The currently dominant tendency in debates about the acceleration of capitalism is to see such critiques of the modern left-activist project as implicitly aligned with right-wing implications. But coming to see the deep complicity between leftism and everything most abhorrent about modernity is an ideologically under-determined realization. If the history of left politics thus far has been a fever dream of capitalism itself, updating one’s mental model accordingly is not a defection to the right but entrance onto a different virtual plane, at once drastically more modest but somehow, also, more vast. What is called accelerationism triggers the mental space in which it becomes possible to answer the following question with a new degree of impartiality: what exactly is the object of one’s political desire anyway, after the questioning subject extricates itself from the history of strategic dissimulations it has undertaken to survive the competitive constraints of reality? This question is a heuristic for continuing a collective rush toward liberation after the final, irredeemable implosion of modernity’s ideological scaffolding, a translation of previous, primitive ideological investments into a research program for a cyber-positive, evolution-positive, AI-aligned lust for liberation beyond what is currently called politics.

Presumptive Aggregationism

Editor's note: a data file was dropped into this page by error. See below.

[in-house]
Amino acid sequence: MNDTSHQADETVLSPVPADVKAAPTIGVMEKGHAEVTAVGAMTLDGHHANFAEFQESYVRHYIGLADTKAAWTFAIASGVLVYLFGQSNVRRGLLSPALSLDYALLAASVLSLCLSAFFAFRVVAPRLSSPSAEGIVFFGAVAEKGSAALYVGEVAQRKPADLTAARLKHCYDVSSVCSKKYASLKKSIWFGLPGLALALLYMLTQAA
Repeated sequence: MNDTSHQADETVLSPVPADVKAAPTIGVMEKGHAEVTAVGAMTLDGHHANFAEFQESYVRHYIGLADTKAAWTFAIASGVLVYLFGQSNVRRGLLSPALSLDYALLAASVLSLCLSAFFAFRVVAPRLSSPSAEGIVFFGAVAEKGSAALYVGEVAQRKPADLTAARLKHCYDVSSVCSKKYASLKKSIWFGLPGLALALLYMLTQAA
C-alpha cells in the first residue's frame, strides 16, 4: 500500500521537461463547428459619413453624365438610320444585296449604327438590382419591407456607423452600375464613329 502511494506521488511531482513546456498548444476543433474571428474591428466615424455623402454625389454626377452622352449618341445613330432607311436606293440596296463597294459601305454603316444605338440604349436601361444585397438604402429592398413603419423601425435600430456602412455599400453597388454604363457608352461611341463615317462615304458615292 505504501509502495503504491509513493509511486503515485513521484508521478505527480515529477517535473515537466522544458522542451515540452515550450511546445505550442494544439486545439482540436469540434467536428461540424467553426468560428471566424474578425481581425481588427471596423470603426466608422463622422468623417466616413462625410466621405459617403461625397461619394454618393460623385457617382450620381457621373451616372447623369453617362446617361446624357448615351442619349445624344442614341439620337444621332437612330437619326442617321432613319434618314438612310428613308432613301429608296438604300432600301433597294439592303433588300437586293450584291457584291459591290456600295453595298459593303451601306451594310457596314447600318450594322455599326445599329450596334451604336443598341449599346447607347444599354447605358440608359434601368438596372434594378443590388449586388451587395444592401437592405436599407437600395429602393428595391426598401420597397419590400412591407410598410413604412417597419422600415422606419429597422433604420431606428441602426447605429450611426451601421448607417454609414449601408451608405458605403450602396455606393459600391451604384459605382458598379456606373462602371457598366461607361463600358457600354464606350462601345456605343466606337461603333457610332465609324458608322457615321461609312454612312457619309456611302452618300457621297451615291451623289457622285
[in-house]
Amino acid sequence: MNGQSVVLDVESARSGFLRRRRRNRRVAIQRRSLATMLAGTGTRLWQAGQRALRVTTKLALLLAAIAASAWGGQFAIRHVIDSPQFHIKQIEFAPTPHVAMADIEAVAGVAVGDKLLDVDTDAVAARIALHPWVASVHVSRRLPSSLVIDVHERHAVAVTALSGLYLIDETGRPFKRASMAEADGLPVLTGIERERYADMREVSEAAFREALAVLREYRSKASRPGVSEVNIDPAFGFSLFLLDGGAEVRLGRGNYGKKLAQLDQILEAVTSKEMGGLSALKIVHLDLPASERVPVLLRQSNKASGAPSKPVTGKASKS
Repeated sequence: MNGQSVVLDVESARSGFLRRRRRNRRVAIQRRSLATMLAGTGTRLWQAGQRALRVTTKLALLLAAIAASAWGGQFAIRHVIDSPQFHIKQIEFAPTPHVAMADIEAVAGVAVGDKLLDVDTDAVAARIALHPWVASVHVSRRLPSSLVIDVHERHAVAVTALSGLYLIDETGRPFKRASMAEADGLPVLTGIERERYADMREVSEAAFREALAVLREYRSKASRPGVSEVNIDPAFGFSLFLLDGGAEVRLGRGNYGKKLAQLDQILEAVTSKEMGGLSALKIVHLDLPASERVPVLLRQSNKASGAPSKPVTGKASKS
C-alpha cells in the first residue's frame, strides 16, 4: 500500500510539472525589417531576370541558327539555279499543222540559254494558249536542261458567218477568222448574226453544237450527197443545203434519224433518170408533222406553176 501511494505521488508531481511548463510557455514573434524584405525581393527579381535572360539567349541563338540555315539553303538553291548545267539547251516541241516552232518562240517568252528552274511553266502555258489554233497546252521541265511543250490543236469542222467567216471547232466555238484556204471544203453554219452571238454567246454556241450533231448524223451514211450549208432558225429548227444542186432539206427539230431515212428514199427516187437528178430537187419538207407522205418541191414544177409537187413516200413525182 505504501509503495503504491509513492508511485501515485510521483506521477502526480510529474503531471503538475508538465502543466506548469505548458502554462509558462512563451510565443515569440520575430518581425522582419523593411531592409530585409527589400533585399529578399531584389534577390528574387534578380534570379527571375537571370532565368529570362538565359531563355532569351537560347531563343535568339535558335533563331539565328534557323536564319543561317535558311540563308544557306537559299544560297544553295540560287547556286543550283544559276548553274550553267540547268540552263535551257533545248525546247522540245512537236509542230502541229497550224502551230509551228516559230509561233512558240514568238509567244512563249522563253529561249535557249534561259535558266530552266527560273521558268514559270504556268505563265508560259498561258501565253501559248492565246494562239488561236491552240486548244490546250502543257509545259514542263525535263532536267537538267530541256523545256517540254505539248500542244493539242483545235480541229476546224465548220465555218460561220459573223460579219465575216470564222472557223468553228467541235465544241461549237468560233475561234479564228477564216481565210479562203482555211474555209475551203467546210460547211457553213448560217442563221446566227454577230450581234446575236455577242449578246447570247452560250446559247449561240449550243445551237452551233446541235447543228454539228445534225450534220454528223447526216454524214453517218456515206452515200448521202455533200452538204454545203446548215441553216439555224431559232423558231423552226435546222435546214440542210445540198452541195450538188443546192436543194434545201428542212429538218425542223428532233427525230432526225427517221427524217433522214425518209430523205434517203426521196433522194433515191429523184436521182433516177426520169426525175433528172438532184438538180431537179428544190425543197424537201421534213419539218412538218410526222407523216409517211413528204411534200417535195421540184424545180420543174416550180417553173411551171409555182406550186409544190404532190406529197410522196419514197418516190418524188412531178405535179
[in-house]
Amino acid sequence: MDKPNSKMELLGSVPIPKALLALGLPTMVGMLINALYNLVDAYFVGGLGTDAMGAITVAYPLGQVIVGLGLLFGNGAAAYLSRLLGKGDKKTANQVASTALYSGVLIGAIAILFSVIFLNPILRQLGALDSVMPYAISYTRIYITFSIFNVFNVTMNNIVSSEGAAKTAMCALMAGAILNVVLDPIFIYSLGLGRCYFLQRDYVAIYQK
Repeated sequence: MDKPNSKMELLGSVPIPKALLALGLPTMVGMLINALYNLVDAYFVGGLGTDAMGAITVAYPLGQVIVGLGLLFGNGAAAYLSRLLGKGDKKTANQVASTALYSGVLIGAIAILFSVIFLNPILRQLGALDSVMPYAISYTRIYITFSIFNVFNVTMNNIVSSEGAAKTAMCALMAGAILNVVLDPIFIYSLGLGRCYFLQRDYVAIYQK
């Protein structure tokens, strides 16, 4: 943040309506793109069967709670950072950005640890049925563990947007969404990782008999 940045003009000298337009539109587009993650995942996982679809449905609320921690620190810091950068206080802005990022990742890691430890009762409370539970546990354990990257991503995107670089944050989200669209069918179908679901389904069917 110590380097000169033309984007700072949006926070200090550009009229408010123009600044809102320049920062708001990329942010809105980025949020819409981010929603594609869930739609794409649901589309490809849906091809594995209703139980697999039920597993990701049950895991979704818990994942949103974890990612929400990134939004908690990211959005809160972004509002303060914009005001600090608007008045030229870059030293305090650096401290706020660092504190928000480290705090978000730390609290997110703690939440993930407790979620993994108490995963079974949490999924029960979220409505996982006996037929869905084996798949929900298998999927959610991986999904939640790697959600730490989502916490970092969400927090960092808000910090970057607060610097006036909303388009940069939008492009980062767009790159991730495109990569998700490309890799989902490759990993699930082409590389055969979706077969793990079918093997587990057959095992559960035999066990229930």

It’s important to see how the classic modern ideological cleavages are separated not so much by strongly argued and differentiated empirical propositions but by different background imagery. These background images are never rigorously scrutinized propositions, but more like presumptions that sediment as the common ground of multiple intelligences communicating in multi-dimensional space. They emerge as necessary, organizing simplifications across a mass stratified social space (attuning large groups to different vocabularies and tendencies by elective affective affinities). Theoretical progress on questions of politics is gained today only by leveraging information-technological acceleration: the strategic-communicational necessity of investing in naïve molar presumptions in order to effect a large stratified social space no longer holds, so it is possible and hugely profitable (intellectually) to have done with all of the errors and deceptions that have always laid dormant in modern ideological thought. Communicating with high fidelity and objective rigor to two people in the smooth open space of cyberwar is exponentially more powerful than communicating to thousands of people at the cost of buying into a whole package of ancient logical and empirical errors.